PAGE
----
- Through common consumer products such as pesticides, cleaning products, cosmetics, drugs, natural health products, and swimming pool and spa products.
- From DIY arts and crafts and toys made with boric acid.
Am I the only one who doesn't remember this TV show?
Death Valley Days was an American radio and television anthology series featuring true stories of the old American West, particularly the Death Valley area. Created in 1930 by Ruth Woodman, the program was broadcast on radio until 1945 and continued from 1952 to 1970 as a syndicated television series, with reruns (updated with new narrations) continuing through August 1, 1975. The radio and TV versions combined to make the show "one of the longest-running western programs in broadcast history.
The series was sponsored by the Pacific Coast Borax Company (20 Mule Team Borax, Boraxo) and hosted by Stanley Andrews, alias "the Old Ranger" (1952–1963), Ronald Reagan (1964–1965), Rosemary DeCamp (1965), Robert Taylor (1966–1969), and Dale Robertson (1969–1970). With the passing of Dale Robertson in 2013, all the former Death Valley Days hosts are now deceased. Hosting the series was Reagan's final work as an actor; he was cast in eight episodes of the series.
Click here to see the multitudes of stars who played parts over the years.
Clint Eastwood starred in the episode The Last Letter.
Leonard Nimoy, DeForrest Kelley and George Takai also played parts.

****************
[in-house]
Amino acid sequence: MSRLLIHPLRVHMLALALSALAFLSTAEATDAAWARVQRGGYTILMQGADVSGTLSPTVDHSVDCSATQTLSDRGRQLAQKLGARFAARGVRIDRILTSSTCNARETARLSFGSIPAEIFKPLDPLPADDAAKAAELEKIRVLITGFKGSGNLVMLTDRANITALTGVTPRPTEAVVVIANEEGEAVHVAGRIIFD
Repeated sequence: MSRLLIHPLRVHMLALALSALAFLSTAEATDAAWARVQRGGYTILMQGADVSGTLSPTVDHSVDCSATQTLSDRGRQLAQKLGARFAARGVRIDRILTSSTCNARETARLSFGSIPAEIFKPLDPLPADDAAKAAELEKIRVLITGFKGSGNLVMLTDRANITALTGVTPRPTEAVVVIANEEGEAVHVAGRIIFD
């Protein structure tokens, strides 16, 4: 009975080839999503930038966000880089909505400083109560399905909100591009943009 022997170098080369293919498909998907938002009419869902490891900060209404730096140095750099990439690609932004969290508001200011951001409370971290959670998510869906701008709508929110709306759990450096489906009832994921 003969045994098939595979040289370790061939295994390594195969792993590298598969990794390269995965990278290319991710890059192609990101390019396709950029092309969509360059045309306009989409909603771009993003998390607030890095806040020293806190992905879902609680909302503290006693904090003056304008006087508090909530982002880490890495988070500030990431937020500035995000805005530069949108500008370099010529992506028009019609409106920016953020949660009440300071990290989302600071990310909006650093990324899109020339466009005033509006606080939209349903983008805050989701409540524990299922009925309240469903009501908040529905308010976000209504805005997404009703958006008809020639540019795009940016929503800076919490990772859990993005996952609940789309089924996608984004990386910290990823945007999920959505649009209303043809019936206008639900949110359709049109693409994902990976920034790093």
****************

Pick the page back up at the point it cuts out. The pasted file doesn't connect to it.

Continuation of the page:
Here's an episode hosted by Ronald Reagan.
We then attended a short documentary and after that, the volunteer opened the curtains so we had an incredible view of the pit.
Some of our questions were answered by the volunteer as she explained what was going on.
There is no housing on the site, most work 3 or 4 day weeks, commuting from Bakersfield, Palmdale.
An hour later and we are back on the road. No woder it takes us so long to get anywhere!
Linking up with:
Wednesday Around the World at Communal Global
That is quite a big operation!ReplyDelete
I just loved this! So interesting! Yes, a LONG bathroom break! :-) I had no idea so many household items contained Borax! We were not far from there recently (post coming next week) and saw lots of fields of white "dirt" as we drove through, and wondered if we were looking at ground surface boric acid. Looks like the museum and plant are so interesting to visit!ReplyDelete
Definitely something different, Jackie. :) :) I might have liked a live mule or two, but that's just me being demanding. Thanks a lot!ReplyDelete
In Europe I didn't grow up with Borax, so this was an education. Have seen it here in the store, but no idea it was mined! Thank you for all the info (also about Reagan:):) ) and sharing this with All Seasons! Have a happy traveling week:)ReplyDelete
Fascinating post. 20 mules must have taken some intense handling. Lovely scenes.ReplyDelete
Hi Jackie, the only thing I knew about borax was that it was used in laundry detergents too! I never even knew it was a mined thing. Thank you for educating me and for linking up with the #MMBC.ReplyDelete
Fascinating . . .really enjoyed your post and so glad you decided to go and have a look.ReplyDelete